They say that lightning doesn’t strike twice, but in the case of Caroline Jones and Nik Baya, it sure did.

Jones and Baya, both Champlain Valley Union High School alums, completed their undergraduate studies at the same school and are now headed to the United Kingdom to pursue graduate degrees.

At the same school.

Jones is working towards a master’s degree in Environmental Change and Management and Baya his Ph.D. in Statistical Genetics.

But sticking together from fourth grade to graduate school wasn’t something the two planned.

Getting to know you

Nik Baya moved to Shelburne from Indonesia the summer before fourth grade. He was born in Burlington, but spent his childhood in Indonesia with his father and ex-pat mother.

Baya had family in Vermont and had visited the area, but the move was still a big transition.

“People were a little bit different,” he said. “American culture was different from the international culture that I grew up with.”

Baya and Jones first met at Shelburne Community School. The two were in the same multi-age classroom team with teachers: Mr. Madden and Ms. Davenport.

Jones struck Baya as both smart and outgoing. Baya struck Jones as very intelligent and funny.

“He has a very dry and quiet sense of humor, which I really enjoy,” Jones said. “He just is very good at everything that he does. He is very dedicated to what he wants to do.”

The two remained in each other’s classes through middle school and high school. They shared reading groups and performed in plays together.

But they were never tight friends.

Jones looks back on those early days fondly.

“I just have really great memories of fourth and fifth grade, because our teachers were so fantastic at making you feel like you were good at what you did, and that it was exciting to be learning,” she said. “That really just helped fuel throughout my life, like the early reinforcement that learning was worthwhile for its own purpose and that being good at it was exciting.”

Despite their similar paths, neither student felt competitive pressure from the other. In fact, their undergraduate and graduate decisions were made unbeknownst to each other.

“It’s funny because we never talked about it,” Jones said. “I didn’t know that he was also going to Brown and we just ended up there. It was great to have a familiar face, but we were in very different programs so we didn’t have a lot of overlap.”

Their interactions were mainly greetings in passing, on the green.

“It was kind of fun to bump into each other on campus,” Baya recalled.

When Jones told her friends she was accepted into Oxford, one replied that she and Baya would be attending the same school again.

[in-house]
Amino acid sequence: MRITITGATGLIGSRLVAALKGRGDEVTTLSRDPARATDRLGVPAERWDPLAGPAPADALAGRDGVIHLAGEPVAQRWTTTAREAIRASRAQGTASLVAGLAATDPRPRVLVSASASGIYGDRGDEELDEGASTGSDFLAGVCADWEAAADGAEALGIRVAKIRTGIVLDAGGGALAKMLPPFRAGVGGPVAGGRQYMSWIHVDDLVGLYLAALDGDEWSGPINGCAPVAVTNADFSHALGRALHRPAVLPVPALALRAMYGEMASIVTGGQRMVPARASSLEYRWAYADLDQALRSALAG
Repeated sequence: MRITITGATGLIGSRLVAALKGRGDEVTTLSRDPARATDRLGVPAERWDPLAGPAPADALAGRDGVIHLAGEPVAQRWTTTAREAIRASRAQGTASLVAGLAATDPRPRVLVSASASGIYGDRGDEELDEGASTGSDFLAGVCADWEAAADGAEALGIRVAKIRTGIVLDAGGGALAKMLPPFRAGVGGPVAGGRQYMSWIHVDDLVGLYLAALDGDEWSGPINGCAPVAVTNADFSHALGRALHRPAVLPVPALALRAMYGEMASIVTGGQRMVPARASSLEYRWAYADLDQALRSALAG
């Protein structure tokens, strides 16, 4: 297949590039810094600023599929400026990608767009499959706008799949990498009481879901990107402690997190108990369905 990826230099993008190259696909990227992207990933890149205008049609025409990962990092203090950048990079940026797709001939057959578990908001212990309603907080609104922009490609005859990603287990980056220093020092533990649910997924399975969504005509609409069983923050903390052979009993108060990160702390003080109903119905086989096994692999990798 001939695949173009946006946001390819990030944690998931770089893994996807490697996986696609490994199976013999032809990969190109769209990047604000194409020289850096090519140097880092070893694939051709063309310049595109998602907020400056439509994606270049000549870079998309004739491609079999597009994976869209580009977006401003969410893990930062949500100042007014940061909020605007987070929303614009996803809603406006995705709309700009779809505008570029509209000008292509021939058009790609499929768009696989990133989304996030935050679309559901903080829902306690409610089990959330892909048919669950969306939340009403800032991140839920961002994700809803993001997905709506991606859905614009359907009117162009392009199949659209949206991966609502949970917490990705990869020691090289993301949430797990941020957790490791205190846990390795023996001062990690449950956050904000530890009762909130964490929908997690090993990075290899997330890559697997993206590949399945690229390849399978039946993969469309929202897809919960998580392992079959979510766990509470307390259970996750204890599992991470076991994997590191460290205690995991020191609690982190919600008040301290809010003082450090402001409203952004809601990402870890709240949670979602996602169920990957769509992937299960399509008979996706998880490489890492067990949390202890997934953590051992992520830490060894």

It was yet another coincidence.

Next chapter

Both Baya and Jones will begin their studies at Oxford this month. Once they arrive in the U.K., they’ll have to self-isolate for two weeks.

“It is a comfort, especially given all the difficulties of COVID,” Baya said. “It’s been a little bit stressful, so it’s nice to have someone that I can message and ask questions.”

Having someone from the same town at Oxford would be nice under normal circumstances, but is especially so now with uncertainties around travel, Jones added. She worries another wave of COVID could prevent her from returning home when planned. It’ll be great to have someone to lean on, no matter what happens.

“Going out and making new friends when you have to stay six feet apart and wear masks the whole time is pretty intimidating, especially for someone who’s already an introvert. So I’m pretty sure I’ll be hitting up Nik for some socially distanced coffee,” Jones added.

Memories

Shelburne Community School teachers Laura Davenport and John Madden remember Jones and Baya as eager learners.

“There are kids that change you as a teacher, and these two were among them because they were voracious,” Davenport said. “When you have students in your class that consume that many books, you have to consume that many books yourself and you have to get a little bit ahead.”

Jones, she said, memorized all 100 of her lines of a class play that Davenport wrote. But the young student didn’t stop there — she went on to memorize every other student’s lines so that she could help them if they forgot, Davenport said.

“Nik has always impressed me as a learner who had very high expectations of himself. He always wanted to just do a very thorough job, and he would do it,” she said. “I remember that he had just the nicest handwriting because he took his time with everything and, and high quality was important.”

Madden isn’t surprised to see Baya and Jones heading off to Oxford. But it does feel good and speaks to the strength of a Champlain Valley School District education.

Madden is grateful to have had Jones and Baya in his class and for all they have taught him.

“It’s definitely a collaborative effort when you learn, and I got a lot out of our relationship. So, I certainly appreciated it,” he said.

And Davenport added it’s great to see students pursue whatever path they find fulfilling.

“I also feel equally excited when I see my students find other meaningful lines of work,” she said. “As a teacher, I want them to find a place in the world where they can contribute and feel satisfied and earn a living and build a life for themselves.”

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